Gianni Infantino: Ridiculous remarks, a criminal probe, and a billionaire’s life paid by FIFA

The Swiss-Italian said his plan for a biennial World Cup, which UEFA, CONMEBOL and the IOC oppose, would give “hope to Africans so that they don’t need to cross” the sea and risk their lives. He was criticized for his lack of sensitivity and tried to backtrack

Guardar

Nuevo

Gianni Infantino made ridiculous remarks at the PACE and tried to gain votes for his unviable project for world cups every two years offering money to the federations. (REUTERS/Yves Herman)
Gianni Infantino made ridiculous remarks at the PACE and tried to gain votes for his unviable project for world cups every two years offering money to the federations. (REUTERS/Yves Herman)

Opposition against the biennial World Cup that has been peddled over and over by FIFA president Gianni Infantino keeps on growing. This week the International Olympic Committee (IOC) has joined UEFA’s president Aleksander Ceferin and CONMEBOL’s president Alejandro Dominguez, who have vehemently rejected the proposal. This comes after his ridiculous remarks at the Parliamentary Assembly of the Council of Europe (PACE) and his effort to gain votes for his unfeasible project for World Cups every two years, offering money to the federations in a questionable way. Infantino seems to be in the process of dividing FIFA.

Even though he canceled his trip to Beijing to participate in the 139th IOC Session, three members of the IOC slammed his plans during the meeting. More would have followed, but Thomas Bach, IOC President, requested people to stop.

Not only has Infantino’s controversial idea found mostly rejection among the world sport’s main actors —what kind of World Cup would it be if Europe and South America have already said they will not participate if the project is approved?—, but his recent intervention at Strasbourg, France, has sparked outrage. Infantino’s remarks showed a lack of sensitivity to the migrant crisis, which he used as an alleged reason to advocate for his biennial World Cup project.

Infantino’s remarks showed a lack of sensitivity to the migrant crisis, which he used as an alleged reason to advocate for his biennial World Cup project. (REUTERS/Leonhard Foeger)
Infantino’s remarks showed a lack of sensitivity to the migrant crisis, which he used as an alleged reason to advocate for his biennial World Cup project. (REUTERS/Leonhard Foeger)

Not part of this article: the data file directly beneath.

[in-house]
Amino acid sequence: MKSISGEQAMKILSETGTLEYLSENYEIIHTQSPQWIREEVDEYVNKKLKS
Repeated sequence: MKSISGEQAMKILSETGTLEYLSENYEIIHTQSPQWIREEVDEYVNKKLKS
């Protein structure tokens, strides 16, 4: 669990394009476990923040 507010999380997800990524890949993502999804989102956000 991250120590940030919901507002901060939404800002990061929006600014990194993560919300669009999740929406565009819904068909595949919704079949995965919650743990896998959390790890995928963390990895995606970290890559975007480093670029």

Attempting some damage control, Infantino later insisted his comments had been “misinterpreted and taken out of context.” But harm to the image of international soccer had already been done. Infantino is bad news for soccer and for sports in general. How much longer will the National Federations tolerate him?

In spite of his backtracking, there was no misinterpretation. His words to the European lawmakers were quite clear. Infantino blamed soccer for being a sport played by those few “who have everything” instead of being more open to global inclusion. His biennial World Cup would be a way to solve the migrant crisis in Europe, he dared to say the very same day when 18 people were drowning in the Mediterranean Sea, and another 300 were being rescued.

“We need to find ways to include the entire world, to give hope to Africans so that they don’t need to cross the Mediterranean in order to find, maybe, a better life but more probably death in the sea,” Infantino addressed the PACE. “We need to give opportunities, to give dignity. Not by charity but by allowing the rest of the world to participate.”

From January to September 2021, according to Statista, an estimated 1,370 migrants died while crossing the Mediterranean Sea, similarly to the more than 1,400 migrants that officially drowned in 2020. But those figures are far from exact: the bodies recovered at the Mediterranean Sea —the deadliest migration route in the present, with over 5,000 dead in 2016— do not account for the hundreds of men, women and children who went missing while crossing.